A positive trend is that many “green” products are being made by new, small companies. There are household and personal care products that are made without chemicals and do not come packaged in large plastic containers. There are more and more alternatives to meat which are acceptable substitutes for the industrial beef industry. However, the companies that create these climate-friendly products have problems competing with multinationals because they do not have the established brand or the funds for traditional advertising.

In addition to the crisis in our climate, there is also a crisis in American democracy, and one factor is the decline of local newspapers. A Pew Research study found that between 2000 and 2018, weekday newspaper circulation increased from 55.8 million households to around 28.6 million. Between 2008 and 2019, newsroom employment fell 51%, and since 2004 more than 1,800 local newspapers have closed.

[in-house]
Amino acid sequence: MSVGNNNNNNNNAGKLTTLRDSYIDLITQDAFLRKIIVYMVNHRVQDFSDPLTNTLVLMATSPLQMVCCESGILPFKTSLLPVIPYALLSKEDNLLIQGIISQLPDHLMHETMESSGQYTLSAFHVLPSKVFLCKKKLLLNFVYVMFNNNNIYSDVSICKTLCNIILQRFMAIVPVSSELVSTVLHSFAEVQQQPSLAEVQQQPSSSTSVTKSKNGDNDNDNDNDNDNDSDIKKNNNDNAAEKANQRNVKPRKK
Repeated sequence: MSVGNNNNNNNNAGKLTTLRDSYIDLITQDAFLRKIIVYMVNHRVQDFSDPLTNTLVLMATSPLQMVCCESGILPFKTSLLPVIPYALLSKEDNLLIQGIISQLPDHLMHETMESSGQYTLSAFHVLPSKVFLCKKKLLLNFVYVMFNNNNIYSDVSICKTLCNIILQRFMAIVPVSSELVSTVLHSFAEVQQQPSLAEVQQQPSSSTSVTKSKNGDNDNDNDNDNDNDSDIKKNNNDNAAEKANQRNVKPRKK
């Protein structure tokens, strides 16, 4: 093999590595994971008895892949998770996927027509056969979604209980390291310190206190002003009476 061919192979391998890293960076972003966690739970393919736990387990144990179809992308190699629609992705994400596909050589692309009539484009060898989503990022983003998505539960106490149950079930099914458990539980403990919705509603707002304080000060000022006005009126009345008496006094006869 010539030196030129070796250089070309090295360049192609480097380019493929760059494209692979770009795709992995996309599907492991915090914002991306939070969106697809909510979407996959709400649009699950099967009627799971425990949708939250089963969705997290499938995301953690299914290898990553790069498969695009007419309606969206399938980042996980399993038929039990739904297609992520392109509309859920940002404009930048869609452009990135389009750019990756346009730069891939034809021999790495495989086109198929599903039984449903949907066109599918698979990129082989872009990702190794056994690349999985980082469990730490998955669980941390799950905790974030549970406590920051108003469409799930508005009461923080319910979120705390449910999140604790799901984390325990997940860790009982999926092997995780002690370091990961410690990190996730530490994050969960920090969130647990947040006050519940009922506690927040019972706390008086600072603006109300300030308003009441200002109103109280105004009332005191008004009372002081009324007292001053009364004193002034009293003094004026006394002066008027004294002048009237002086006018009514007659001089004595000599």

The decline in local news reporting has been correlated with increased corruption, lack of accountability of politicians, less competitive elections and weaker municipal finances. And, at a time when our former president constantly accused major and reputable news sources of “bogus,” the trust people have in local news becomes even more important.